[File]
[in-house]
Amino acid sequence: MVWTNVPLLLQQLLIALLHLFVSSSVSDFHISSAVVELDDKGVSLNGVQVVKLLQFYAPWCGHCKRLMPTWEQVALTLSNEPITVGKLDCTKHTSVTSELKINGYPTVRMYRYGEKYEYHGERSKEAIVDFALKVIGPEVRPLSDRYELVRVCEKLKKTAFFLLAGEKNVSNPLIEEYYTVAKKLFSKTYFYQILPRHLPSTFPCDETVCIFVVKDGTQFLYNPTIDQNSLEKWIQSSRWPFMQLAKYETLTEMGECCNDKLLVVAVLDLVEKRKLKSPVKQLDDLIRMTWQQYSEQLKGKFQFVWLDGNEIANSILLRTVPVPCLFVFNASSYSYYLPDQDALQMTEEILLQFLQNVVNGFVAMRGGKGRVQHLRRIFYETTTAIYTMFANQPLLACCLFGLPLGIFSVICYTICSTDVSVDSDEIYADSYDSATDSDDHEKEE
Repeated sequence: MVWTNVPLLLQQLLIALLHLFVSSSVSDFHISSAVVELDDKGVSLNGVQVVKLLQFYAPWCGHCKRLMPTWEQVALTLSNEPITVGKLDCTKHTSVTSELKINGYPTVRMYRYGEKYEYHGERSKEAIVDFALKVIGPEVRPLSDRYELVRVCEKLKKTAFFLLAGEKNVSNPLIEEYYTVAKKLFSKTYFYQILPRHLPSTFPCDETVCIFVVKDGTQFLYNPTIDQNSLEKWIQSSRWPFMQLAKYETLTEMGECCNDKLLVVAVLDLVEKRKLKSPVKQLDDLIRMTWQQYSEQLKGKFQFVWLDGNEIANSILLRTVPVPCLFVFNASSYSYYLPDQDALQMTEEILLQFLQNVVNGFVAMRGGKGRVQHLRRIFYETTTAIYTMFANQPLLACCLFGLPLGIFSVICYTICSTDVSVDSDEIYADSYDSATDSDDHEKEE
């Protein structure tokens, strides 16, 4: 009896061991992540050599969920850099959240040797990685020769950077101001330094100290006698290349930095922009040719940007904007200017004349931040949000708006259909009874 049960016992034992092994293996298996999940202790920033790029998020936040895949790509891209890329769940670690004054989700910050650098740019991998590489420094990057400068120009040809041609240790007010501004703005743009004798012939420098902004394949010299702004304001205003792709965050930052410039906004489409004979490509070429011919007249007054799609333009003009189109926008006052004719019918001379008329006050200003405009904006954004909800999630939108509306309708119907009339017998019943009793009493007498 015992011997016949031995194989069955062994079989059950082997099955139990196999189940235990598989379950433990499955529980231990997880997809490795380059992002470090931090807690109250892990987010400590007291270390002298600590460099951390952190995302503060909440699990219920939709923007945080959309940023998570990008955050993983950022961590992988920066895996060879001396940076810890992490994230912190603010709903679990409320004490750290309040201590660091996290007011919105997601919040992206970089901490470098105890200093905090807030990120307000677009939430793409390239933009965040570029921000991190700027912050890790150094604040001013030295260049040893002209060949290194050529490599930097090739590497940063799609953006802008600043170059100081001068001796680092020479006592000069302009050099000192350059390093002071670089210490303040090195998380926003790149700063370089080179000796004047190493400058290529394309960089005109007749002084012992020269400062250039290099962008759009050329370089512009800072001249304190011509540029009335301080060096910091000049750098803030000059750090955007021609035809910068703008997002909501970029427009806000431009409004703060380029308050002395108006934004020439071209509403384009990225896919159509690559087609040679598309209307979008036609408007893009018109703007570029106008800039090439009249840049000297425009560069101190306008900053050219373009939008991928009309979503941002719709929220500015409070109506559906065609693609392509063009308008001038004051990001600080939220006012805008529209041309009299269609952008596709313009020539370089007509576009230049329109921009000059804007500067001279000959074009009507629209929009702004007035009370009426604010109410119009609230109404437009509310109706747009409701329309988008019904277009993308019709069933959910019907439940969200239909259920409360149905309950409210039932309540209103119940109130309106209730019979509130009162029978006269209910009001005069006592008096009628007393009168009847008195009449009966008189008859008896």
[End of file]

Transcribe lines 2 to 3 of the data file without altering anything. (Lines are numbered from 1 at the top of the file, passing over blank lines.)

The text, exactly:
Amino acid sequence: MVWTNVPLLLQQLLIALLHLFVSSSVSDFHISSAVVELDDKGVSLNGVQVVKLLQFYAPWCGHCKRLMPTWEQVALTLSNEPITVGKLDCTKHTSVTSELKINGYPTVRMYRYGEKYEYHGERSKEAIVDFALKVIGPEVRPLSDRYELVRVCEKLKKTAFFLLAGEKNVSNPLIEEYYTVAKKLFSKTYFYQILPRHLPSTFPCDETVCIFVVKDGTQFLYNPTIDQNSLEKWIQSSRWPFMQLAKYETLTEMGECCNDKLLVVAVLDLVEKRKLKSPVKQLDDLIRMTWQQYSEQLKGKFQFVWLDGNEIANSILLRTVPVPCLFVFNASSYSYYLPDQDALQMTEEILLQFLQNVVNGFVAMRGGKGRVQHLRRIFYETTTAIYTMFANQPLLACCLFGLPLGIFSVICYTICSTDVSVDSDEIYADSYDSATDSDDHEKEE
Repeated sequence: MVWTNVPLLLQQLLIALLHLFVSSSVSDFHISSAVVELDDKGVSLNGVQVVKLLQFYAPWCGHCKRLMPTWEQVALTLSNEPITVGKLDCTKHTSVTSELKINGYPTVRMYRYGEKYEYHGERSKEAIVDFALKVIGPEVRPLSDRYELVRVCEKLKKTAFFLLAGEKNVSNPLIEEYYTVAKKLFSKTYFYQILPRHLPSTFPCDETVCIFVVKDGTQFLYNPTIDQNSLEKWIQSSRWPFMQLAKYETLTEMGECCNDKLLVVAVLDLVEKRKLKSPVKQLDDLIRMTWQQYSEQLKGKFQFVWLDGNEIANSILLRTVPVPCLFVFNASSYSYYLPDQDALQMTEEILLQFLQNVVNGFVAMRGGKGRVQHLRRIFYETTTAIYTMFANQPLLACCLFGLPLGIFSVICYTICSTDVSVDSDEIYADSYDSATDSDDHEKEE